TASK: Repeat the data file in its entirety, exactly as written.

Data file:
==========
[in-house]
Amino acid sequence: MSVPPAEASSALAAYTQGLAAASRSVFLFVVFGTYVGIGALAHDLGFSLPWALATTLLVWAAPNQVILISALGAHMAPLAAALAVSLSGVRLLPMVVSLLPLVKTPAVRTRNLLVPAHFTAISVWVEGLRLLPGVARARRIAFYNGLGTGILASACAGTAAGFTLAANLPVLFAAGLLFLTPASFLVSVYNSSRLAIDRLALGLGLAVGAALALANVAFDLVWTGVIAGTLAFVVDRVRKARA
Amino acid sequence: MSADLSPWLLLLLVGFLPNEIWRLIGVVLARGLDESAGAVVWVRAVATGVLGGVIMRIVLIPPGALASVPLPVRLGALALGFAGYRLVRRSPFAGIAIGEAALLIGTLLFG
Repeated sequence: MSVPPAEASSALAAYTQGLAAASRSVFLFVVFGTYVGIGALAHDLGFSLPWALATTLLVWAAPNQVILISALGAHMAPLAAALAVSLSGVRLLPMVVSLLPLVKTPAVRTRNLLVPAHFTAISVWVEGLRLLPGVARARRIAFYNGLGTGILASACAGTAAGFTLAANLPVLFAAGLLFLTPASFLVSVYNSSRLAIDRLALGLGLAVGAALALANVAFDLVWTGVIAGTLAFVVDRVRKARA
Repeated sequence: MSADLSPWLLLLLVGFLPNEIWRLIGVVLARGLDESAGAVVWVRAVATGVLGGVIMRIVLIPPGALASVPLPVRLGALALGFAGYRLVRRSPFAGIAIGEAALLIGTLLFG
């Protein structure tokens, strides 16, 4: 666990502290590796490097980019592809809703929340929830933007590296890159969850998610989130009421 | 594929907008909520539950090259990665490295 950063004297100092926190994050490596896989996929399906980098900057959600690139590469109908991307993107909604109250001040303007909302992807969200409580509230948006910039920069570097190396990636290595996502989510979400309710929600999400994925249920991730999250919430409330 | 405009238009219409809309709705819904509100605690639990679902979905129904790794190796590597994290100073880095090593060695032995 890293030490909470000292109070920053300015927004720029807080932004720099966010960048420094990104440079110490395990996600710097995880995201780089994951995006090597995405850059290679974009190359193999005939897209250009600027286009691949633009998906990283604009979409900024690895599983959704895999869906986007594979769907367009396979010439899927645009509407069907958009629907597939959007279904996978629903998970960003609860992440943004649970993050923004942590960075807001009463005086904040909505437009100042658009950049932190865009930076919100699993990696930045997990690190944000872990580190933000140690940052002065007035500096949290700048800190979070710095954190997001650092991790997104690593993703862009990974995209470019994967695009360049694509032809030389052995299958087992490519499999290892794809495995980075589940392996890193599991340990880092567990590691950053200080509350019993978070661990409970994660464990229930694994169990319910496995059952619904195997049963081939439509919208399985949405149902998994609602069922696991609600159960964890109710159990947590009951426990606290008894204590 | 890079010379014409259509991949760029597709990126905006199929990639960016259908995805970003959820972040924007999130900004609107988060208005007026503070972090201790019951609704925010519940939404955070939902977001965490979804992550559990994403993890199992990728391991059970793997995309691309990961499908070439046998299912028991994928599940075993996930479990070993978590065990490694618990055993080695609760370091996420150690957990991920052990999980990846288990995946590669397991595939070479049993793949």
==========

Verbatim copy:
[in-house]
Amino acid sequence: MSVPPAEASSALAAYTQGLAAASRSVFLFVVFGTYVGIGALAHDLGFSLPWALATTLLVWAAPNQVILISALGAHMAPLAAALAVSLSGVRLLPMVVSLLPLVKTPAVRTRNLLVPAHFTAISVWVEGLRLLPGVARARRIAFYNGLGTGILASACAGTAAGFTLAANLPVLFAAGLLFLTPASFLVSVYNSSRLAIDRLALGLGLAVGAALALANVAFDLVWTGVIAGTLAFVVDRVRKARA
Amino acid sequence: MSADLSPWLLLLLVGFLPNEIWRLIGVVLARGLDESAGAVVWVRAVATGVLGGVIMRIVLIPPGALASVPLPVRLGALALGFAGYRLVRRSPFAGIAIGEAALLIGTLLFG
Repeated sequence: MSVPPAEASSALAAYTQGLAAASRSVFLFVVFGTYVGIGALAHDLGFSLPWALATTLLVWAAPNQVILISALGAHMAPLAAALAVSLSGVRLLPMVVSLLPLVKTPAVRTRNLLVPAHFTAISVWVEGLRLLPGVARARRIAFYNGLGTGILASACAGTAAGFTLAANLPVLFAAGLLFLTPASFLVSVYNSSRLAIDRLALGLGLAVGAALALANVAFDLVWTGVIAGTLAFVVDRVRKARA
Repeated sequence: MSADLSPWLLLLLVGFLPNEIWRLIGVVLARGLDESAGAVVWVRAVATGVLGGVIMRIVLIPPGALASVPLPVRLGALALGFAGYRLVRRSPFAGIAIGEAALLIGTLLFG
């Protein structure tokens, strides 16, 4: 666990502290590796490097980019592809809703929340929830933007590296890159969850998610989130009421 | 594929907008909520539950090259990665490295 950063004297100092926190994050490596896989996929399906980098900057959600690139590469109908991307993107909604109250001040303007909302992807969200409580509230948006910039920069570097190396990636290595996502989510979400309710929600999400994925249920991730999250919430409330 | 405009238009219409809309709705819904509100605690639990679902979905129904790794190796590597994290100073880095090593060695032995 890293030490909470000292109070920053300015927004720029807080932004720099966010960048420094990104440079110490395990996600710097995880995201780089994951995006090597995405850059290679974009190359193999005939897209250009600027286009691949633009998906990283604009979409900024690895599983959704895999869906986007594979769907367009396979010439899927645009509407069907958009629907597939959007279904996978629903998970960003609860992440943004649970993050923004942590960075807001009463005086904040909505437009100042658009950049932190865009930076919100699993990696930045997990690190944000872990580190933000140690940052002065007035500096949290700048800190979070710095954190997001650092991790997104690593993703862009990974995209470019994967695009360049694509032809030389052995299958087992490519499999290892794809495995980075589940392996890193599991340990880092567990590691950053200080509350019993978070661990409970994660464990229930694994169990319910496995059952619904195997049963081939439509919208399985949405149902998994609602069922696991609600159960964890109710159990947590009951426990606290008894204590 | 890079010379014409259509991949760029597709990126905006199929990639960016259908995805970003959820972040924007999130900004609107988060208005007026503070972090201790019951609704925010519940939404955070939902977001965490979804992550559990994403993890199992990728391991059970793997995309691309990961499908070439046998299912028991994928599940075993996930479990070993978590065990490694618990055993080695609760370091996420150690957990991920052990999980990846288990995946590669397991595939070479049993793949």